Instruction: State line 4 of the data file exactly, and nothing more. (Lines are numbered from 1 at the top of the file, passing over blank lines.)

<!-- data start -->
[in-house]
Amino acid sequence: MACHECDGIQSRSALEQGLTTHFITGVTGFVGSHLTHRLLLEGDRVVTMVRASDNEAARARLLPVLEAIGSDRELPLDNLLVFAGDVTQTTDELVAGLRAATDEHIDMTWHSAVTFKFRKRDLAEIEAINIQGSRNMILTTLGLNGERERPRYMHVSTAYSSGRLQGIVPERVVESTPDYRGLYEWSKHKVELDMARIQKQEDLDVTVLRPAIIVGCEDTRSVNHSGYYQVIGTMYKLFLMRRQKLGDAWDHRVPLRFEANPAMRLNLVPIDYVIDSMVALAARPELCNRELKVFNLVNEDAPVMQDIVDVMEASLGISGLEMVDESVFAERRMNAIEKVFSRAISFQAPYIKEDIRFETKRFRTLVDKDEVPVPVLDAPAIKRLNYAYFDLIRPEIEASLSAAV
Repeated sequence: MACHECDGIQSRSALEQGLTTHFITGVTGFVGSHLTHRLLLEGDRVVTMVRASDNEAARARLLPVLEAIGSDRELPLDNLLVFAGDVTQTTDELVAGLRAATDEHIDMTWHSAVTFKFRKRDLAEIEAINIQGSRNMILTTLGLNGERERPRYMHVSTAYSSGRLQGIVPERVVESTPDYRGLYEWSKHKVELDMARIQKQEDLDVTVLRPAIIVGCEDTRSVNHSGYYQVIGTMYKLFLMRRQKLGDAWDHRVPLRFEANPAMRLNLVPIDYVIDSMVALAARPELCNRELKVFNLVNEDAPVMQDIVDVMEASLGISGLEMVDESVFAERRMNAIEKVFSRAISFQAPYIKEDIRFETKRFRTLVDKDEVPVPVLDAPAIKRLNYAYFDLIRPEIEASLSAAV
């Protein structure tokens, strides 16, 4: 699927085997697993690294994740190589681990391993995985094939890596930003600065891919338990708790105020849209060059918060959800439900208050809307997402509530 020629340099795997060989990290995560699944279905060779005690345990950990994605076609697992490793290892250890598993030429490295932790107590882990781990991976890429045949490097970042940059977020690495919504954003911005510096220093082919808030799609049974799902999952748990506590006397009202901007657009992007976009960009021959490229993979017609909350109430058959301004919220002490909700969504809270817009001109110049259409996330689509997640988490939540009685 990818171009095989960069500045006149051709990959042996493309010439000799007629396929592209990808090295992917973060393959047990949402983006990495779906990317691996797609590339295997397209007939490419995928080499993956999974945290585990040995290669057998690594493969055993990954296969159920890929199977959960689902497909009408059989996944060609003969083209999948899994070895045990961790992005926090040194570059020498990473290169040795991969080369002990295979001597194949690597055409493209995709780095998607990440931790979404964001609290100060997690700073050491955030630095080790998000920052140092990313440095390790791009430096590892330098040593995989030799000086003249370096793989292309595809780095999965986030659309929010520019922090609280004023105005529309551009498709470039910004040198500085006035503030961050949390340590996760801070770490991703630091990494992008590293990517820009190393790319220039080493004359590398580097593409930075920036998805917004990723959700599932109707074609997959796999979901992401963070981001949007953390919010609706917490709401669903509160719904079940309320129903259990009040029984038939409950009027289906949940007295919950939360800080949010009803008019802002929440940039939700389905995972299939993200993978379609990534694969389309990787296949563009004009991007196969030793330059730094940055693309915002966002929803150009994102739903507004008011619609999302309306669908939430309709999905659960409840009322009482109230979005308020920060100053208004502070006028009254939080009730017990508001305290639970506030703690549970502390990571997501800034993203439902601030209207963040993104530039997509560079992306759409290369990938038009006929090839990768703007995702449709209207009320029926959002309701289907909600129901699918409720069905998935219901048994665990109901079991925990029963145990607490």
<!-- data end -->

């Protein structure tokens, strides 16, 4: 699927085997697993690294994740190589681990391993995985094939890596930003600065891919338990708790105020849209060059918060959800439900208050809307997402509530 020629340099795997060989990290995560699944279905060779005690345990950990994605076609697992490793290892250890598993030429490295932790107590882990781990991976890429045949490097970042940059977020690495919504954003911005510096220093082919808030799609049974799902999952748990506590006397009202901007657009992007976009960009021959490229993979017609909350109430058959301004919220002490909700969504809270817009001109110049259409996330689509997640988490939540009685 990818171009095989960069500045006149051709990959042996493309010439000799007629396929592209990808090295992917973060393959047990949402983006990495779906990317691996797609590339295997397209007939490419995928080499993956999974945290585990040995290669057998690594493969055993990954296969159920890929199977959960689902497909009408059989996944060609003969083209999948899994070895045990961790992005926090040194570059020498990473290169040795991969080369002990295979001597194949690597055409493209995709780095998607990440931790979404964001609290100060997690700073050491955030630095080790998000920052140092990313440095390790791009430096590892330098040593995989030799000086003249370096793989292309595809780095999965986030659309929010520019922090609280004023105005529309551009498709470039910004040198500085006035503030961050949390340590996760801070770490991703630091990494992008590293990517820009190393790319220039080493004359590398580097593409930075920036998805917004990723959700599932109707074609997959796999979901992401963070981001949007953390919010609706917490709401669903509160719904079940309320129903259990009040029984038939409950009027289906949940007295919950939360800080949010009803008019802002929440940039939700389905995972299939993200993978379609990534694969389309990787296949563009004009991007196969030793330059730094940055693309915002966002929803150009994102739903507004008011619609999302309306669908939430309709999905659960409840009322009482109230979005308020920060100053208004502070006028009254939080009730017990508001305290639970506030703690549970502390990571997501800034993203439902601030209207963040993104530039997509560079992306759409290369990938038009006929090839990768703007995702449709209207009320029926959002309701289907909600129901699918409720069905998935219901048994665990109901079991925990029963145990607490």